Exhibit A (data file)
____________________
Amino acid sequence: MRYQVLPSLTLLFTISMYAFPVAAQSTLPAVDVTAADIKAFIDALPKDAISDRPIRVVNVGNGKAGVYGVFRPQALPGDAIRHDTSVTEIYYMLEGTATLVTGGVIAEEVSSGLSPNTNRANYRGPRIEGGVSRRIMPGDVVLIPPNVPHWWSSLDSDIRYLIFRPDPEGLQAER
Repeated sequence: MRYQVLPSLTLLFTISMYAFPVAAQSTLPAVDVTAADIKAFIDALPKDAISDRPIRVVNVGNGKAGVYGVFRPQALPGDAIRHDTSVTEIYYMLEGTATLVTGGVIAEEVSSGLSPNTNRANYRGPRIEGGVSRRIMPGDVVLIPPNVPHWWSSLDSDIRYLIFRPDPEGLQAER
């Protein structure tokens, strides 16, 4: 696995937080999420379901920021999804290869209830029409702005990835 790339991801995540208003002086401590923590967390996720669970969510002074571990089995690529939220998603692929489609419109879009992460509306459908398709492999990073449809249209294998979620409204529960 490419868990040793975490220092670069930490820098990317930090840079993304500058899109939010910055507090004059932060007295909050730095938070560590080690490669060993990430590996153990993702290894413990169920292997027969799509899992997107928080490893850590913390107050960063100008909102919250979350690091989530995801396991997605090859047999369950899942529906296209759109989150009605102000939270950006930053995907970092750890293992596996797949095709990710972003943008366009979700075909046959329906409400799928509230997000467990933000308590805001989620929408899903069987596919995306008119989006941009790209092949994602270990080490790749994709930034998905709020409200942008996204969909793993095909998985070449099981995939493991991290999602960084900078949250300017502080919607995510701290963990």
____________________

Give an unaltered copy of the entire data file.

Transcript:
Amino acid sequence: MRYQVLPSLTLLFTISMYAFPVAAQSTLPAVDVTAADIKAFIDALPKDAISDRPIRVVNVGNGKAGVYGVFRPQALPGDAIRHDTSVTEIYYMLEGTATLVTGGVIAEEVSSGLSPNTNRANYRGPRIEGGVSRRIMPGDVVLIPPNVPHWWSSLDSDIRYLIFRPDPEGLQAER
Repeated sequence: MRYQVLPSLTLLFTISMYAFPVAAQSTLPAVDVTAADIKAFIDALPKDAISDRPIRVVNVGNGKAGVYGVFRPQALPGDAIRHDTSVTEIYYMLEGTATLVTGGVIAEEVSSGLSPNTNRANYRGPRIEGGVSRRIMPGDVVLIPPNVPHWWSSLDSDIRYLIFRPDPEGLQAER
């Protein structure tokens, strides 16, 4: 696995937080999420379901920021999804290869209830029409702005990835 790339991801995540208003002086401590923590967390996720669970969510002074571990089995690529939220998603692929489609419109879009992460509306459908398709492999990073449809249209294998979620409204529960 490419868990040793975490220092670069930490820098990317930090840079993304500058899109939010910055507090004059932060007295909050730095938070560590080690490669060993990430590996153990993702290894413990169920292997027969799509899992997107928080490893850590913390107050960063100008909102919250979350690091989530995801396991997605090859047999369950899942529906296209759109989150009605102000939270950006930053995907970092750890293992596996797949095709990710972003943008366009979700075909046959329906409400799928509230997000467990933000308590805001989620929408899903069987596919995306008119989006941009790209092949994602270990080490790749994709930034998905709020409200942008996204969909793993095909998985070449099981995939493991991290999602960084900078949250300017502080919607995510701290963990």